- Nature of the Work
- Working Conditions
- Training, Other Qualifications, and Advancement
- Job Outlook
- Related Occupations
- Sources of Additional Information
- Most jobs are found in large metropolitan airports, downtown ticket offices, large reservation centers, and train or bus stations.
- A high school diploma or its equivalent is the most common educational requirement.
- Employment is expected to grow more slowly than average because of the significant impact of technology on worker productivity.
- Applicants for jobs are likely to encounter considerable competition; those who have previous experience in the travel industry, in sales, or in customer service should have the best chances.
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|Nature of the Work||[About this section]||[To Top]|
Each year, millions of Americans travel by plane, train, ship, bus, and automobile. Many of these travelers rely on the services of reservation and transportation ticket agents and travel clerks, who perform functions as varied as selling tickets, confirming reservations, checking baggage, and providing tourists with useful travel information.
Most reservation agents work for large hotel chains or airlines, helping people to plan trips and make reservations. They usually work in large reservation centers, answering telephone or e-mail inquiries and offering suggestions and information about travel arrangements, such as routes, schedules, rates, and types of accommodation. Reservation agents quote fares and room rates, provide travel information, and make and confirm transportation and hotel reservations. Most agents use proprietary networks to obtain, as quickly as possible, information needed to make, change, or cancel reservations for customers.
Transportation ticket agents are sometimes known as passenger service agents, passenger booking clerks, reservation clerks, airport service agents, ticket clerks, or ticket sellers. They work in airports, train stations, and bus stations, selling tickets, assigning seats to passengers, and checking baggage. In addition, they may answer inquiries and give directions, examine passports and visas, or check in pets. They may be required assist customers who have trouble operating self-service ticket printing machines, which also are known as kiosks. Other ticket agents, more commonly known as gate or station agents, work in airport terminals, assisting passengers boarding airplanes. These workers direct passengers to the correct boarding area, check tickets and seat assignments, make boarding announcements, and provide special assistance to young, elderly, or disabled passengers when they board or disembark.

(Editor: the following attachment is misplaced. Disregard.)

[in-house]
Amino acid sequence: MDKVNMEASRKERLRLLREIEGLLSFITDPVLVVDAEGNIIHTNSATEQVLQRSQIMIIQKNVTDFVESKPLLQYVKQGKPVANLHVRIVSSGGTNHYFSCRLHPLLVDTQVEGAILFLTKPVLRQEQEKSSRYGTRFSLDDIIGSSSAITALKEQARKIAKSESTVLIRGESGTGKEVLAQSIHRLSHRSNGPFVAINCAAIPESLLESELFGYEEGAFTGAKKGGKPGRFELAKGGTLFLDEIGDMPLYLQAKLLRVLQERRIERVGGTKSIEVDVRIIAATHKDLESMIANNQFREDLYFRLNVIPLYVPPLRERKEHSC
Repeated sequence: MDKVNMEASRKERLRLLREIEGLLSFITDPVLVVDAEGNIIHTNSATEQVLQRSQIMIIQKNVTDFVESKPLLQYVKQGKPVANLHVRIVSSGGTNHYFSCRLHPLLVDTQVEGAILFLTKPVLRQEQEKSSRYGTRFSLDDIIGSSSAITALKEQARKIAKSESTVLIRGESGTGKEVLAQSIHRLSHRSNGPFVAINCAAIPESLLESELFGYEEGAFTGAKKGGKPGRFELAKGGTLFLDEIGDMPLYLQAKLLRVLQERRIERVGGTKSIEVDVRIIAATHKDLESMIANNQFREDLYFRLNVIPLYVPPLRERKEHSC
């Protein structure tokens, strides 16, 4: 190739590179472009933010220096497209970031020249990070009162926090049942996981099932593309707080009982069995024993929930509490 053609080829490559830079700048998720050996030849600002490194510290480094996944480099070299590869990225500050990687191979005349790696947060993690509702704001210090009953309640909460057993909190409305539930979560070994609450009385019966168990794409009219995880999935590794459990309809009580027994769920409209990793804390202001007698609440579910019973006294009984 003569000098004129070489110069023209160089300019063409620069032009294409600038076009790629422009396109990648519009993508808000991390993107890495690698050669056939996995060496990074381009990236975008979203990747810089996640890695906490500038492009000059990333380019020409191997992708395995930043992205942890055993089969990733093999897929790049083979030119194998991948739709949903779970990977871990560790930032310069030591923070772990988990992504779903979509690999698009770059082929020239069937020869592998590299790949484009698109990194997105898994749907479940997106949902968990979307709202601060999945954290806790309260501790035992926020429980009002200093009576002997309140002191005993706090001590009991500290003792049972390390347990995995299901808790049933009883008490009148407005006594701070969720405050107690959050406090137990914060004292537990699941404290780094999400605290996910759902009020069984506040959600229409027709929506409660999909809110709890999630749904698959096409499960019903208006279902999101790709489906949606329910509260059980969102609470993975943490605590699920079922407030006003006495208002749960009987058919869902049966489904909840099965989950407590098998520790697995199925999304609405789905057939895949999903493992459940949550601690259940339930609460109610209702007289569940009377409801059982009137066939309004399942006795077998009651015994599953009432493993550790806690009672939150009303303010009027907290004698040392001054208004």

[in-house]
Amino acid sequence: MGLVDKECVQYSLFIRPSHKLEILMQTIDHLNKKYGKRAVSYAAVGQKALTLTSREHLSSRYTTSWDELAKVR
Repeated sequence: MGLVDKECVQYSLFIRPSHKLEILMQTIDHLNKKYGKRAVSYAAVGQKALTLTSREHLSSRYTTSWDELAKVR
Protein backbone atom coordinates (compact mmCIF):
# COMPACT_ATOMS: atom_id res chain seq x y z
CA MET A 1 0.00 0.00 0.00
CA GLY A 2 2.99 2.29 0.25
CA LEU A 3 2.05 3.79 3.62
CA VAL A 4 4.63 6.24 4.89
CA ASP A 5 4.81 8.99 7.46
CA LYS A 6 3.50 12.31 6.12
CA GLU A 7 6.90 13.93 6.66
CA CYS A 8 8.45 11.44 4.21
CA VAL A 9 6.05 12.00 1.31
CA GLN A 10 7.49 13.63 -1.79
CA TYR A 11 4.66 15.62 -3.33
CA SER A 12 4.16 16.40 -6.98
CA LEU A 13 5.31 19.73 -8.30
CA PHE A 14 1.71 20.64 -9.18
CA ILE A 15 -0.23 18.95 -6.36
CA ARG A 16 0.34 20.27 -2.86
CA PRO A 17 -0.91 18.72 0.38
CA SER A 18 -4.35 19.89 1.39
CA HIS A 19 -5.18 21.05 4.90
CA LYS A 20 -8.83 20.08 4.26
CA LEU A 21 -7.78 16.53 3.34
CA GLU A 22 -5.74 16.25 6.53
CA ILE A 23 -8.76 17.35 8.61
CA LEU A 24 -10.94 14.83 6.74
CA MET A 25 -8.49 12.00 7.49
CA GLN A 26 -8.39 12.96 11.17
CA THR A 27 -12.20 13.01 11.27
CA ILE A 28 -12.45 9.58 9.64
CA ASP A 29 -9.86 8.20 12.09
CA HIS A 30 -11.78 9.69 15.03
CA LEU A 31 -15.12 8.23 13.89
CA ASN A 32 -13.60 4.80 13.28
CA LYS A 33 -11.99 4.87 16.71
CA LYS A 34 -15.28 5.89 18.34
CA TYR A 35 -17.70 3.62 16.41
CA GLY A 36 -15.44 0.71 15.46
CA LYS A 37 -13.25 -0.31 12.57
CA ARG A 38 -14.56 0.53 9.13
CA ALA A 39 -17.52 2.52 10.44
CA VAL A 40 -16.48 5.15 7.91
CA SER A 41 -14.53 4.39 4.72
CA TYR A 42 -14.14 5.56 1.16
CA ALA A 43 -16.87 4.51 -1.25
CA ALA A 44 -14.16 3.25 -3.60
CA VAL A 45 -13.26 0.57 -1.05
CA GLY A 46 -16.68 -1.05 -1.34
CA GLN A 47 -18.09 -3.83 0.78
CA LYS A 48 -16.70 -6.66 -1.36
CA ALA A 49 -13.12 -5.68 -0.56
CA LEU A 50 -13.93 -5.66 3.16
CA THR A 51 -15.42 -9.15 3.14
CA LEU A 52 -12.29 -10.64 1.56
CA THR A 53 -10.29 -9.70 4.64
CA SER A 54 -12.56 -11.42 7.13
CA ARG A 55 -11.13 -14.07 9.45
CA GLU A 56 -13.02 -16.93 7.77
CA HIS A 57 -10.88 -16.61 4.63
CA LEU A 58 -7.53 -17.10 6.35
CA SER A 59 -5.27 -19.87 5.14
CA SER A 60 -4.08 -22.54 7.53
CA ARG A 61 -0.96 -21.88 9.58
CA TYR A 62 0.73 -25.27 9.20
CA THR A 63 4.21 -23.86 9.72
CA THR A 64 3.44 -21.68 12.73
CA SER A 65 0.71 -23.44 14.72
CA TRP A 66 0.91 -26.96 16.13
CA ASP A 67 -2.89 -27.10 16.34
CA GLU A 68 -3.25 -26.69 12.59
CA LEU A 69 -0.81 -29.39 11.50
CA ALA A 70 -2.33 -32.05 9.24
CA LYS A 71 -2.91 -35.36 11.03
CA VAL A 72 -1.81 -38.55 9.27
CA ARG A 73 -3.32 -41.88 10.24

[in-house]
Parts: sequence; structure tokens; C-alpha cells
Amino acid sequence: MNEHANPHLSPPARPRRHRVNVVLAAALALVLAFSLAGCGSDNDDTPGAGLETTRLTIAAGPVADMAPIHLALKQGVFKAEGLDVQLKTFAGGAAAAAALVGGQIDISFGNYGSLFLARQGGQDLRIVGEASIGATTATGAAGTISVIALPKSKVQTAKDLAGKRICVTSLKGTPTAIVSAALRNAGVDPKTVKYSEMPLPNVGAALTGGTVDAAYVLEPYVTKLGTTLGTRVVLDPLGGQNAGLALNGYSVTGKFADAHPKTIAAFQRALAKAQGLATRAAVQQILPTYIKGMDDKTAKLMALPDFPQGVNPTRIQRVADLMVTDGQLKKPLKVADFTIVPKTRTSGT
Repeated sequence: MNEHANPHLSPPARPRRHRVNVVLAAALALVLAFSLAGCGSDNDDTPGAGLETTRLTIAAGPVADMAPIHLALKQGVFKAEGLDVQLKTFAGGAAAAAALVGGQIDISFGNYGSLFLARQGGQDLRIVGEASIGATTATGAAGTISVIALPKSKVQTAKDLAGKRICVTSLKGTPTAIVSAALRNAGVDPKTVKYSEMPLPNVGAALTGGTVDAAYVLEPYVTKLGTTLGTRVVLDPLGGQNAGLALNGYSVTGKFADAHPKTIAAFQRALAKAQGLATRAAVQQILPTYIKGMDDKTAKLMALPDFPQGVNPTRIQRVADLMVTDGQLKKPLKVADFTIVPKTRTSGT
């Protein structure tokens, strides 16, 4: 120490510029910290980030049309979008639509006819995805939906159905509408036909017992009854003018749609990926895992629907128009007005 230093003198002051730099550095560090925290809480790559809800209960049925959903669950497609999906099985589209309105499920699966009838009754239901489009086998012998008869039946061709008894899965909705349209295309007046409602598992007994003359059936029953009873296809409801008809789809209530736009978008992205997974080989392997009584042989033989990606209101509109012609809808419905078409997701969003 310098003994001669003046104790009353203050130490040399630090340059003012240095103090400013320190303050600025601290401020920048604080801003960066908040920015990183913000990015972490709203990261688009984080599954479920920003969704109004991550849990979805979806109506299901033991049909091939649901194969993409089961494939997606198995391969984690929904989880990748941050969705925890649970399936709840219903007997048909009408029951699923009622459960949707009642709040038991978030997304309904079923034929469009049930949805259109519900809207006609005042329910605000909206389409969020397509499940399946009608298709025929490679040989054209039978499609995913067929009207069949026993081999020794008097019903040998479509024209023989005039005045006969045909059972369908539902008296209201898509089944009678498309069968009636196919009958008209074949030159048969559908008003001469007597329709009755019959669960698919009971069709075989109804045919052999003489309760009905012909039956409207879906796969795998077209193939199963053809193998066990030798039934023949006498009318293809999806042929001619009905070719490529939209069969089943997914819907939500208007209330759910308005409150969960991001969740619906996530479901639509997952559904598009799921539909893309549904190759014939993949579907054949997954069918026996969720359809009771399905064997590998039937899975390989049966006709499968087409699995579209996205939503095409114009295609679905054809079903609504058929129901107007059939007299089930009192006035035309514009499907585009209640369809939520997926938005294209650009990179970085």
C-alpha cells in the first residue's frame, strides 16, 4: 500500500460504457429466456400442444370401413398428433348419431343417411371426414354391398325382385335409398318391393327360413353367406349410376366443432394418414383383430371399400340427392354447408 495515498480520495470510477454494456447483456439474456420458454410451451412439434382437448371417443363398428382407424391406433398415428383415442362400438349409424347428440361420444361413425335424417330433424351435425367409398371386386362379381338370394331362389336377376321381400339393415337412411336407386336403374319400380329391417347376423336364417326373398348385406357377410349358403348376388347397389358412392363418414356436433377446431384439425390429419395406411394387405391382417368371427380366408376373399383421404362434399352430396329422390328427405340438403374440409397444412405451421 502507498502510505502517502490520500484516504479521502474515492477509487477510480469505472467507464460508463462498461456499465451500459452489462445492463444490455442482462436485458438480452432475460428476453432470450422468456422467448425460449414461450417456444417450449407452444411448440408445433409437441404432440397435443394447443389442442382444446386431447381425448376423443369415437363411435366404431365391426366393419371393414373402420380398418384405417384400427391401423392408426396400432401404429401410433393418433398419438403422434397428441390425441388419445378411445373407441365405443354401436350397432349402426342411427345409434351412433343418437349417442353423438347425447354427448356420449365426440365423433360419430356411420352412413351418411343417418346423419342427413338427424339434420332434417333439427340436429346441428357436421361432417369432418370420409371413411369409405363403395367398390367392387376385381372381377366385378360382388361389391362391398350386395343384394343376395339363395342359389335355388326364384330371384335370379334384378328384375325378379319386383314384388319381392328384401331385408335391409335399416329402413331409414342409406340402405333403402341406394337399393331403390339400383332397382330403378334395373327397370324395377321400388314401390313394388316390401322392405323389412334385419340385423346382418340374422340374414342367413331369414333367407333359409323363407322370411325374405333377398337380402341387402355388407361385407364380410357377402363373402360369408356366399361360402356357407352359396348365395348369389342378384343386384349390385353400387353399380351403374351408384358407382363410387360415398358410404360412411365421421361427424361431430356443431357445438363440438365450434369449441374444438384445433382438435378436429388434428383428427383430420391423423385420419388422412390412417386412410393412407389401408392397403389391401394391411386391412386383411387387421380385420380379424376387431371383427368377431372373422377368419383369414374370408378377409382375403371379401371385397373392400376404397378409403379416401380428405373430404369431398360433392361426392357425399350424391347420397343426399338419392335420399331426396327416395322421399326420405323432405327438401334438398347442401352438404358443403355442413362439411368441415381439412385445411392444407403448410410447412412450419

Most travel clerks are employed by membership organizations, such as automobile clubs. These workers, sometimes called member services counselors or travel counselors, plan trips, calculate mileage, and offer travel suggestions, such as the best route from the point of origin to the destination, to club members. Travel clerks also may prepare an itinerary indicating points of interest, restaurants, overnight accommodations, and availability of emergency services during a trip. In some cases, they make rental car, hotel, and restaurant reservations for club members.
Passenger rate clerks generally work for bus companies. They sell tickets for regular bus routes and arrange nonscheduled or chartered trips. They plan travel routes, compute rates, and keep customers informed of appropriate details. They also may arrange travel accommodations.
|Working Conditions||[About this section]||[To Top]|
Most reservation and transportation ticket agents and travel clerks work in areas that are clean and well lit. This is especially true for agents who greet customers and visitors in person. Reservation and ticket agents may spend much of their day talking on the telephone; however, they commonly work away from the public, often in large centralized reservation or phone centers. Because a large number of agents or clerks may share the same workspace, it may be crowded and noisy.
Although most reservation and transportation ticket agents and travel clerks work a standard 40-hour week, about 2 out of 10 work part time. Some high school and college students are employed part time in this occupation, working after school or during vacations. Some agents work evenings, late nights, weekends, and holidays. In general, employees with the most seniority tend to be assigned the more desirable shifts.
The work performed by reservation and transportation ticket agents and travel clerks may be repetitive and stressful. They often work under stringent time constraints or must meet quotas on the number of calls answered or reservations made. Difficult or angry customers also can create stressful situations as agents usually bear the brunt of customers' dissatisfaction. Agents may work on their feet for a large portion of their shift, and may have to lift heavy baggage. In addition, prolonged exposure to a computer monitor, which is common in this occupation, may lead to eyestrain.
|Training, Other Qualifications,
|[About this section]||[To Top]|
A high school diploma or its equivalent is the most common educational requirement for reservation and transportation ticket agent and travel clerk jobs. Some employers, however, prefer applicants who have completed college coursework in management or business. Experience with computers, including good typing skills, also is usually required. Some jobs require applicants to be over 18 years of age and posses a valid driver's license. Agents who handle passenger luggage must be able to lift heavy objects.
Most airline reservation and ticket agents learn their skills through formal company training programs that can last several weeks. Here, they learn company and industry policies as well as ticketing procedures. Trainees also learn to use the airline's computer system to obtain information on schedules, fares, and the availability of seats; to make reservations for passengers; and to plan passenger itineraries. In addition, they must become familiar with airport and airline code designations, regulations, and safety procedures. After completing classroom instruction, new agents work under the direct guidance of a supervisor or experienced agent. During this time the supervisors may, for example, monitor telephone conversations to improve the quality of customer service so that agents learn to provide customer service in a courteous manner, while limiting the time spent on each call.